Is this all a result of the “Military-Industrial Complex” pushing back to keep the status quo?

Is it a result of what Ann Coulter called in a recent Frontline interview a phenomenon where Trump acts on the last piece of advice he gets and more hawkish voices got to him?

Is this the “3D Chess” that some apologists suggest?

Was this a result of the Intelligence and Military community’s propensity to see the boogeyman behind every rock and pushing to get back in the fight?

Only time will tell.

Syria, The Kurds and Russia

Over the course of my Army career, I had numerous opportunities to live with, train, fight beside and become friends with Kurds.  I am not unlike many others that had the same experiences over the last two decades in that my interactions with the Kurds left me with a sense of respect, admiration and affection for them. 

Naturally, I felt an initial sense of bewilderment and some anger last week at what seemed a sudden US policy shift relative to the Kurds.  We have had many foreign partners and extra-national compatriots over the years but in my and many other’s experiences, none match the overall worthiness and decency of the Kurds.  Also, considering this is not the first, but rather the third, major policy betrayal of the Kurds by the US in the last 30 years this all just felt wrong.  I made real friends among Kurdish soldiers, this all touched me on a personal level.

However, once I put emotions aside and began to analyze what has occurred critically, I have come to suspect that something much bigger has occurred.  The narrative spun by “national security experts” and parroted by hyperbolic media is an inaccurate picture of these events because none of these folks seems to be taking into account actual facts.

Facts

Despite the Kurds being one of the largest ethnic groups in the world without a country of their own it has never been a US policy tenet to support the formation of such – our partnership with the Kurds in Syria was always within the context of a restored Syria.

The “moderate” elements so often touted by liberal pundits and neoconic warhawks, were never really that moderate.  Many of those elements are now threatening genocide on the Kurds in support of Turkey (and by extension Saudi Arabia).  The Kurds were and are the only moderates in Syria.  

Turkey itself has a pretty dismal history.  There is, of course, the Armenian genocide in the early 20th Century, persecution of religious and ethnic minorities and growing repression of the rule of law and political dissent inside the regime.  The failed 2016 coup was perhaps the last best effort to set Turkey on a different path, but the resulting purge removed all remaining moderate and sane voices.  Their policies and action since have proven they are no ally and not within the Western sphere of thought and action.

By any objective measure, Bashar al-Assad was and is not that bad, relatively speaking, when compared to other outcomes in the Middle East.  The Muslim world works best, politically, with a strong government that keeps the passions of the people in check.  Assad was no better or worse than any other leader in the region in this regard.  In fact, pre-civil war Syria respected the rights of ethnic and religious minorities far better than many countries in the region – Turkey and Saudi Arabia as prime examples of “allies” that have much worse records in that regard. By international law and custom, Assad is the legitimate leader of Syria – objectively it was never correct to interject in the internal affairs of another sovereign nation without their invitation.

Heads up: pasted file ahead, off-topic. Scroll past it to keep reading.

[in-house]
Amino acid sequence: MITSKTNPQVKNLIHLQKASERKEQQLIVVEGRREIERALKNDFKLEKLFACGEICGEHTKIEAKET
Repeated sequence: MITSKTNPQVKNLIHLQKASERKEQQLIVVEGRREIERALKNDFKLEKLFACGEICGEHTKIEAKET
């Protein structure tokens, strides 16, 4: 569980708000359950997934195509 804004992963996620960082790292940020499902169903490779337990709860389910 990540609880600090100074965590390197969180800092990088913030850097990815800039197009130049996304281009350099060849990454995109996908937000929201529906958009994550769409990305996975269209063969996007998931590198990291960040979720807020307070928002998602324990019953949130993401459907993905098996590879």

Many in the media bemoan the fact that a US disengagement from Syria empowers Russia and Iran.  The standard narrative conflates the interest of those two countries into an “axis of evil” but that is not a correct view.  Their interest have been conjoined only insofar as the recent geopolitical environment has made them bedfellows.  The other part of this flawed narrative is that Russia is an enemy to be feared which, when evaluated based upon real facts is ridiculous.  They are at worst a protagonist and adversary in terms of some strategic goals but Russia is a glass cannon, a shade of its former self.  The true peer competitive enemy of the US is China – focus on Russia “getting a small win” distracts from the real threat.

Assad is Russia’s ally.  Syria has invited Russia into Syria to assist with its internal conflict.  This complies with international law.  The US was never invited and short of declaring war in Syria, we were always wrong for being there.

Considering those facts, recent events make more sense.  Russia is not a threat to us.  The US was expending blood and treasure in a place, not in our strategic interest.  Syria is within Russia’s strategic interest and a stable Syria would control ISIS. 

Conclusion

Why would a rational person not see this as an acceptable outcome?

Consider this.  Less than 24 hours after the “infamous” tweet last Thursday the Kurds struck a deal with the Syria Army.  Is it reasonable to assume that enemies suddenly become allies following a tweet?  Is it more reasonable to assume a lot more went on behind the scenes prior to the announcement via tweet that facilitated this arrangement?  It is highly unlikely the US would announce that we brokered a deal like that but looking at the situation rationally it seems the most likely possibility.  If so, we really did not abandon the Kurds as is so readily portrayed in the media. 

Such an outcome is essentially a strategic win for the US.  We get out of Syria, the Syrian government can reestablish control of its territory and return to the status quo that existed prior to the civil war (and no matter what political grievances some people had then the situation was much better than the last several years, that is inarguable).  Russia bears the responsibility to see all this through, via financial and military support.  We can retract and refocus on our true threats in the world – China.

The only fly in the ointment is Turkey and their invasion of Syria.